Now, maybe you are thinking that’s a strange title. Because shouldn’t visiting cemeteries make you sad? Well, if they all made me this sad I’d stop visiting them. Of course I feel sorrowful when I see baby graves. Occasionally poor maintenance distresses me. But these feelings are offset by my excitement over some mystery, or my enjoyment of the beauty of a particular graveyard, or the fun I am having taking pictures or planning out what I am going to write about.
But then I visited Middlebrook Cemetery and every time I think about it I feel sadder.
This was a cemetery I had been making a mental note to visit every time I drove down Middlebrook Pike toward town. It’s located at the corner of Keith and Middlebrook–or what used to be the corner, back when Keith still connected to Middlebrook. I passed that cemetery countless times as a child, when driving over Sanderson Hill was one of our go-to routes from Cumberland Estates to West Knoxville.
It didn’t take me long to realize this wasn’t going to be one of the more picturesque cemeteries I’ve visited. Having to pull right into the cemetery to park–next to the car of some neighborhood resident who is using it as a permanent parking place–was the first clue. The weeds and trash which were the first thing I saw when I got out of the car didn’t help.
Then there’s the location. I know the cemetery was established in 1878, and it can’t help what’s happened to the countryside since. But there’s not even a fence to provide separation from the less-than-pastoral surroundings, and precious little vegetation, except for weeds.
Let’s talk about the weeds, shall we? Someone (the City of Knoxville, I’m sure, and I’ll explain why in a bit) is mowing the cemetery and probably removing at least some trash. But when weeds cover approximately 90% of the graves, that’s going to take a lot of work–or weed killer, anyway–to eradicate. Normally I spend a lot of time taking pretty pictures in graveyards. It was hard to find anything pretty about this one. My best pictures, below, are interesting partly because of the weeds.
Information on the history of this cemetery is hard to come by, at least on the internet where we unpaid lazy types do our historical research. I found an article on the City of Knoxville website detailing plans to clean up this cemetery and, I believe, four others in the West View area, and to connect them via the Greenway system. I suspect that this cemetery HAS been cleaned up and that it once looked much worse. There has been a recent attempt to kill some weeds, which you can see here:
There were a few more plots on the west side of the graveyard that had received this treatment. The article was written in 2012, so I hope that the cleanup efforts are ongoing and have not been abandoned.
If you are a regular reader, you know that I often share pictures of baby graves, like these:
I could have posted SO MANY of these. I stopped taking pictures. I could not figure out what was going on. Yes, old graveyards have lots of infant and child graves. We all know times were hard back then. You might be surprised to know how many baby graves there are even in newer cemeteries. But here it was almost every grave. Of course I wondered why.
The above-mentioned article provided a possible explanation, although even this is steeped in legend as apparently records from the founding of this cemetery are lost. Some say that a home for unwanted children once stood near this spot, and that these are the graves of some of its residents. You will notice that many of the stones above list only the name of the child, so it’s possible.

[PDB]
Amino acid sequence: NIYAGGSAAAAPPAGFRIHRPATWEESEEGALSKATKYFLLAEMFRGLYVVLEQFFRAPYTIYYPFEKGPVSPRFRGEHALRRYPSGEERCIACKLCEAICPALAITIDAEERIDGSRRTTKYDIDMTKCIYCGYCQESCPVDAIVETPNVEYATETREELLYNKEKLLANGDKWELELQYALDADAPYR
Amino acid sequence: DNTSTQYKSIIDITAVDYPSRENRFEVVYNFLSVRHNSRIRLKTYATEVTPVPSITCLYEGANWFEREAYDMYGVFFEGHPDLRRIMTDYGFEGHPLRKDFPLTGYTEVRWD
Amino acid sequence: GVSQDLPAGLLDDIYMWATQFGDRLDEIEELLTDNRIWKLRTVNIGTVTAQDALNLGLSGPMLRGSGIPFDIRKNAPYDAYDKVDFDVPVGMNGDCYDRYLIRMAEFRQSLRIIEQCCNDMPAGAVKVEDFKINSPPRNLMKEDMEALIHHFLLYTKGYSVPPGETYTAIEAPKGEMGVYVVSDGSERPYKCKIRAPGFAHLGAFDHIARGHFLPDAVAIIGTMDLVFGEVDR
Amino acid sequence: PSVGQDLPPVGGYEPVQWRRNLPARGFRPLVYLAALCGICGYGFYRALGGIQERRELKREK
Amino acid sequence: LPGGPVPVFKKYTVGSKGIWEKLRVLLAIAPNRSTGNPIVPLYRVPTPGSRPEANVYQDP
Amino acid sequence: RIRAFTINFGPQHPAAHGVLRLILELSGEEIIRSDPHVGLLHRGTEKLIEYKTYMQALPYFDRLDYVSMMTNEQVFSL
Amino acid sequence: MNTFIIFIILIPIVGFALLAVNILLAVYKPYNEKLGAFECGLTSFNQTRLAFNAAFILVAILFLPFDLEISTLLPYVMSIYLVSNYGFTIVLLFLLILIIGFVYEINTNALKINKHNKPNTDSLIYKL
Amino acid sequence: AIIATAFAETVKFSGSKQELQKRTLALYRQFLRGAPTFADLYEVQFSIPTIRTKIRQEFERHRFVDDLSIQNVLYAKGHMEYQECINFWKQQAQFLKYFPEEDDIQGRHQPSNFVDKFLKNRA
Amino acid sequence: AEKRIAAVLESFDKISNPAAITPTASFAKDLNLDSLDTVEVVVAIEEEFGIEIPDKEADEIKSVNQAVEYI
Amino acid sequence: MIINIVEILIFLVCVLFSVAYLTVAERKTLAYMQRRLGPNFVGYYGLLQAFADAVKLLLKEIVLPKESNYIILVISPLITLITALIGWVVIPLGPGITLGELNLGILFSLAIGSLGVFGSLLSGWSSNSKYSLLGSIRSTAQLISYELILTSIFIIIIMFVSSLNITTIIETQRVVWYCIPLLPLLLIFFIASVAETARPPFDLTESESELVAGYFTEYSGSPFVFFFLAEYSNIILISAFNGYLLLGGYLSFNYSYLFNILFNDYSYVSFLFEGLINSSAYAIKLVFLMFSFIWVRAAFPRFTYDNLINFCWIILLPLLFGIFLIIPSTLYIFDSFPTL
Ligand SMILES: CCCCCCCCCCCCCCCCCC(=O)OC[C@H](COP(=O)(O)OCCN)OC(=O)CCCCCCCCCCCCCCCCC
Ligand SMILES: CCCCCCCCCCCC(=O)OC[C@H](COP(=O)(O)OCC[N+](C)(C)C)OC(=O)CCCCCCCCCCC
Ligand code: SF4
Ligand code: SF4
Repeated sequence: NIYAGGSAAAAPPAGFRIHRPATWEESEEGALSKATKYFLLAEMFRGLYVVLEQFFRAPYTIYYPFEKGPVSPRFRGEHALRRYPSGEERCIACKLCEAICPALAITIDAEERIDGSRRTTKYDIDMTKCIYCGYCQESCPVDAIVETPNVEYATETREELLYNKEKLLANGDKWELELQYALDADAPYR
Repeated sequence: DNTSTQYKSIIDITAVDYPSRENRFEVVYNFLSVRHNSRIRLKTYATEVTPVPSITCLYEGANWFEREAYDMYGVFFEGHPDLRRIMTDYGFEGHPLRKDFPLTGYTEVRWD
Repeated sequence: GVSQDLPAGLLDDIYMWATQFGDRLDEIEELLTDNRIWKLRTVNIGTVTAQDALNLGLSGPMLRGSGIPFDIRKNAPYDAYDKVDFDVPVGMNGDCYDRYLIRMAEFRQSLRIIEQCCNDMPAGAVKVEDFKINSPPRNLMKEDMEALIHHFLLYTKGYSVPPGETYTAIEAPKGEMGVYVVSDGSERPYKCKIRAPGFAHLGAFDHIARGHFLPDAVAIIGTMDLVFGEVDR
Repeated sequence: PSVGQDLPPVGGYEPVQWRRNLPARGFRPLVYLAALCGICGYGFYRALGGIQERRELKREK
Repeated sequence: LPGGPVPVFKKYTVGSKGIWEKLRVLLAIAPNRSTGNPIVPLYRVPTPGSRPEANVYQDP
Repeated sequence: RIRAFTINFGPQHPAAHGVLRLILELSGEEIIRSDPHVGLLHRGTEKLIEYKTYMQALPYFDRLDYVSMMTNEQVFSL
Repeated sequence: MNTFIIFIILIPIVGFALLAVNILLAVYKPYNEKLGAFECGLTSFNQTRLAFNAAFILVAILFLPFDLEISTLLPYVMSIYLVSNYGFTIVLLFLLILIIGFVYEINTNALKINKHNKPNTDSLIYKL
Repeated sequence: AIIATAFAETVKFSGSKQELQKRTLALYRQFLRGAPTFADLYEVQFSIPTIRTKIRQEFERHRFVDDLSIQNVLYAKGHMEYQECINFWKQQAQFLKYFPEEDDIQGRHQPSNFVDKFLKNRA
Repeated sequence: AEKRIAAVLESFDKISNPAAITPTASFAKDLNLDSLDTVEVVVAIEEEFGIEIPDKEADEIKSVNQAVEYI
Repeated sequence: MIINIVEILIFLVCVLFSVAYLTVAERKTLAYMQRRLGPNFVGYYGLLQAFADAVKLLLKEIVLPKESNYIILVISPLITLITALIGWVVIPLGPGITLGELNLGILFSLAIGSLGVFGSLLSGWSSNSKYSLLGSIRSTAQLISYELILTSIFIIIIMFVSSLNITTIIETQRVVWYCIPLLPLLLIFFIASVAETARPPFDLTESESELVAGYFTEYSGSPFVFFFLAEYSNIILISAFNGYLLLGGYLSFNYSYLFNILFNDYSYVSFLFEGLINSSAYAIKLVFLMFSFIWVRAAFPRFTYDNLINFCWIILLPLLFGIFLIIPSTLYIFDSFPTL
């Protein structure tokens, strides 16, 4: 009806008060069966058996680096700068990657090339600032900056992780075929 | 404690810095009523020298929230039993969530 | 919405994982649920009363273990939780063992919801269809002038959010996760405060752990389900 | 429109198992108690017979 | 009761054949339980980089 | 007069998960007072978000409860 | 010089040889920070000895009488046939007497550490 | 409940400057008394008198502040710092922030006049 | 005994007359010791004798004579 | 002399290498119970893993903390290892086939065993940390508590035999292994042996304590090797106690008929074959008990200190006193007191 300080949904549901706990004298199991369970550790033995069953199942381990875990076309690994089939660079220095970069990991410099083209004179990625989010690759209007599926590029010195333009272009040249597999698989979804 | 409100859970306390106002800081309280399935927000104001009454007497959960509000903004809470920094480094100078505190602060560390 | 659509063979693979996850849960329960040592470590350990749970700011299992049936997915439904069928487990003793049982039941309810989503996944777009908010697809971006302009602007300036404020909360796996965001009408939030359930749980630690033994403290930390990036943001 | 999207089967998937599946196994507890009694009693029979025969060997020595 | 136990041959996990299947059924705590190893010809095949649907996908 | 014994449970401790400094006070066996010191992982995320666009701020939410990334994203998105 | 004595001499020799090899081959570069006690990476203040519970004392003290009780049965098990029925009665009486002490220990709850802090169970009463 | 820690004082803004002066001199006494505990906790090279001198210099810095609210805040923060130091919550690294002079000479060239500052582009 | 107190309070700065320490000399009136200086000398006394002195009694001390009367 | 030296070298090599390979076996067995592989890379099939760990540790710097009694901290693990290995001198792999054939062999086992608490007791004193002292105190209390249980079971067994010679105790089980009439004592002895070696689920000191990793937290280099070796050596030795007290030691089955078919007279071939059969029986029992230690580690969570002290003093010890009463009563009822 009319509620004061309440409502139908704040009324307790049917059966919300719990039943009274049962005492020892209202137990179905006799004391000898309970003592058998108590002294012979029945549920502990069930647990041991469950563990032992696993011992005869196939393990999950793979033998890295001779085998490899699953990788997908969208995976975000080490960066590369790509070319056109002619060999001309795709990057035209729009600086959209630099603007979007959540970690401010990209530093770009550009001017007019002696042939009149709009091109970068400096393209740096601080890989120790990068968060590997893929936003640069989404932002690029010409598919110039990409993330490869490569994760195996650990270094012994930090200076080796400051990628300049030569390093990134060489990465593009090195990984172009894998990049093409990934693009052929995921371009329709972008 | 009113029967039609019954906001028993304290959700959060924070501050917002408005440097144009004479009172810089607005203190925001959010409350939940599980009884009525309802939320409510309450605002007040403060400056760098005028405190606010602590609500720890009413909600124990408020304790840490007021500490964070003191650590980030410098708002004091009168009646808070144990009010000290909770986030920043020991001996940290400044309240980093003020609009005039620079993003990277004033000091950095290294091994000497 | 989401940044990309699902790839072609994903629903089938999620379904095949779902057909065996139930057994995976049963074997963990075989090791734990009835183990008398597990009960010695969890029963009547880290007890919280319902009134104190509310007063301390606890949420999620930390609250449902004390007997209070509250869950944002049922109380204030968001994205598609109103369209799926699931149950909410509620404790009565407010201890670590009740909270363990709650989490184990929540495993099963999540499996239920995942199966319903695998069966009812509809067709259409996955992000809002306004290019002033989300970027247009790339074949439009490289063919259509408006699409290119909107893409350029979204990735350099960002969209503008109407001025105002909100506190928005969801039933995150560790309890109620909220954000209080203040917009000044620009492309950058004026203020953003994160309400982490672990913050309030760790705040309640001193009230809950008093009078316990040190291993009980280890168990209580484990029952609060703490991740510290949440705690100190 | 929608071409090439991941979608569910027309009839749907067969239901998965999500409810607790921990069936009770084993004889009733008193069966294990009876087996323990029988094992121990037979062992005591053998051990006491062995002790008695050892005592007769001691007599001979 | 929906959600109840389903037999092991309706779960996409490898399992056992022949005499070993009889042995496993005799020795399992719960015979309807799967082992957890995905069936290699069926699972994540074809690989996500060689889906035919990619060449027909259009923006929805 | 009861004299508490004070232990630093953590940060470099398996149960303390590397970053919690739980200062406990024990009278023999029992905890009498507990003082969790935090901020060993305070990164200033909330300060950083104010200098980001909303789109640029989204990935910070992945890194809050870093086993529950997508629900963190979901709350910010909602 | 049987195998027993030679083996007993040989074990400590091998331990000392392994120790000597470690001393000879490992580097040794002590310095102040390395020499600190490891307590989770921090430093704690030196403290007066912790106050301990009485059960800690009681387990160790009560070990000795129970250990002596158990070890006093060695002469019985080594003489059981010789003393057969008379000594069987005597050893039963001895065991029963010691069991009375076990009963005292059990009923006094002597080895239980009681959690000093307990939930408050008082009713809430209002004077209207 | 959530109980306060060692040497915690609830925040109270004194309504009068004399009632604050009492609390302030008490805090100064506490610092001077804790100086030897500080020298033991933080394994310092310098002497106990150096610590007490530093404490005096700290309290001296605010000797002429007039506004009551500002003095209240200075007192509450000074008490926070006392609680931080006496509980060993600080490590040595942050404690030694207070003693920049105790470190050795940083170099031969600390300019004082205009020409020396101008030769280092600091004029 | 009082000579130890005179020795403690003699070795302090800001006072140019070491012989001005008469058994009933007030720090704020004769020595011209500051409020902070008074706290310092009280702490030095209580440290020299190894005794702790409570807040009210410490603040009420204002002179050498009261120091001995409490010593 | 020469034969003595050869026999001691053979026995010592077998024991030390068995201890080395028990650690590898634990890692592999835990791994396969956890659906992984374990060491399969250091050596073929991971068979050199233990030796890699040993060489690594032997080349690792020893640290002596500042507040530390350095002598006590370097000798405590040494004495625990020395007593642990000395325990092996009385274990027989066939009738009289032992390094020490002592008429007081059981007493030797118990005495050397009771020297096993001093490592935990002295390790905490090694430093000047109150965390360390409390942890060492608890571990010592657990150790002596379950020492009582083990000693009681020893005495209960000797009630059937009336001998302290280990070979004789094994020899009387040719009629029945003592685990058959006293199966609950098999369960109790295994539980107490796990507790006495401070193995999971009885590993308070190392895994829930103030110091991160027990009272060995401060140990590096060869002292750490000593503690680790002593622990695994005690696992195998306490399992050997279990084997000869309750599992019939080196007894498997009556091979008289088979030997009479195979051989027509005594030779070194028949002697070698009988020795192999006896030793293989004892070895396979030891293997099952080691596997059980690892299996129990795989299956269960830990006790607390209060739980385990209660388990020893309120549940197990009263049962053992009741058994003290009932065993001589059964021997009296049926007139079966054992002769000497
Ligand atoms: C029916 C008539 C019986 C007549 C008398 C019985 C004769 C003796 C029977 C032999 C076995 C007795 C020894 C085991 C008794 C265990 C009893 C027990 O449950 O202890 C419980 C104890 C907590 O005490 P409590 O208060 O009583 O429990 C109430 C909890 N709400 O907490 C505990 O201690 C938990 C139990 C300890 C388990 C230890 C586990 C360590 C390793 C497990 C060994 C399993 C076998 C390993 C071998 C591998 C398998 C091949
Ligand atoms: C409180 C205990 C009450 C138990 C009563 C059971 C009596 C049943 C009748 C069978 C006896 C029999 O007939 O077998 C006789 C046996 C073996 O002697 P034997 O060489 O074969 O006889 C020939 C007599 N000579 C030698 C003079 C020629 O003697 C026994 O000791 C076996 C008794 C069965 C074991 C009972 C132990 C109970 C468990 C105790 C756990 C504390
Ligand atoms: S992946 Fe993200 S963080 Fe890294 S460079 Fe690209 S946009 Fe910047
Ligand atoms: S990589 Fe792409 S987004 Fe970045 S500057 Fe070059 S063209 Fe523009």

Now, there are some family plots, or at least husbands and wives buried together, or stones obviously chosen with care, like these below. So what exactly is going on here?
I didn’t find any clues as to why particular people would have chosen this as their final resting place. The earliest online records don’t indicate who owned the property before it was a cemetery, and in any case even though the sign says it was established in 1878, almost all the recorded burials don’t begin until some years later. I’d say the majority of the graves date from 1885 – 1920. While there are a few names that appear more than five times in the Find-a-Grave database (Nelson, Day, Goode, Brown, Smith, Hood, Pressley, Rutherford, Weaver, and Wilson) it’s not obvious that this was ever a family cemetery or even a local cemetery, and as far as I can tell it isn’t associated with the nearby church. While many of the names are still familiar in Knoxville today, none are memorialized by nearby streets to indicate that they were particularly prominent citizens of the area in the past who might have been landowners or founders of churches. In fact, where Find-a-Grave includes death certificates, people buried here appear to have come from all over town. So it’s a mystery.
And there are more mysteries. There are a few recent (relatively) burials here, indicating that (I’m guessing?) there are people still living who feel they have ties to this place. These graves are already in sorry shape:
And here’s the biggest mystery of all: who is responsible for this cemetery? And that’s a question that really has no answer, because NOBODY KNOWS. That’s right, the origin of this cemetery is so lost in time that if you head over to KGIS and look at the owner card for this cemetery, it reads UNKNOWN. Which is why it’s in the shape it’s in, and why the city has stepped in to try to fix it up.
So what with all the babies, and the lost history, and the weeds, I guess it’s no surprise that I still feel melancholy when I think about this place. I promise to share a happier cemetery with you next time.
For more (and much nicer) cemetery adventures, check out THIS POST.